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Congress and YouTube

An interesting development for government information specialists is the use of video sharing sites by government agencies (U.S. Military’s “Multi-National Force” on YouTube) and by politicians. Technology Daily has a story, which says that by the end of the year, according to according to Karina Newton, the director of new media for House Speaker Nancy Pelosi, “most members of Congress will be using video-sharing sites like YouTube in some way.”

While morning floor speeches often are delivered to a largely empty chamber, the excerpts already have been seen 100,000 times.

Is this just a channel for delivering content that we already have in our libraries in the form of The Congressional Record and other documents? or is the particular aggregation of content on a particular site of interest to librarians to point to today and to save for the future?

One thing we do know is that the folks maintaining these sites have a different view of “long-term” access than librarians do. “Jeff Weingarten, president of Interface Media Group, noted that unlike with television, the video ‘lives on forever.'” Of course, his perspective of “forever” is in contrast to the life of a political ad on TV, not the perspective of maintaining this information past the current election cycle.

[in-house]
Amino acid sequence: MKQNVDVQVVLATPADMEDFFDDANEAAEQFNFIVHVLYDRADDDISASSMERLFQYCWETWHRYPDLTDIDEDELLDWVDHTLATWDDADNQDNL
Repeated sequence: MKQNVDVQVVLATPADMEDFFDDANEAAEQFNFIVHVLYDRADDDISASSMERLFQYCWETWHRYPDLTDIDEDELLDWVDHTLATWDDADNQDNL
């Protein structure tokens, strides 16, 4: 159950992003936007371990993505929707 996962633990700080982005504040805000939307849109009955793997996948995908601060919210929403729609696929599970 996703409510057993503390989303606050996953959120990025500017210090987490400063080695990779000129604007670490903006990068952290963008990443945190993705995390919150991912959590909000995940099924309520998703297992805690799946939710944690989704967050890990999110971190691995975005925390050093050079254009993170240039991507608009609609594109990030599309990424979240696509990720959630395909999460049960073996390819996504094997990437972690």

Interestingly, some Republicans think that YouTube is too liberal and have set up an alternative called QubeTV.tv, “dedicated to bringing your conservative take on politics and culture to the Internet.”

Republican White House veterans Charlie Gerow and Jeff Lord have created a new conservative video Web site called QubeTV, which they describe as an alternative to YouTube, a popular clearinghouse for sharing video files.

…Both Mr. Gerow and Mr. Lord, who served as aides during the Reagan administration, say QubeTV is necessary because of what they view as an anti-conservative bias by the administrators of YouTube.

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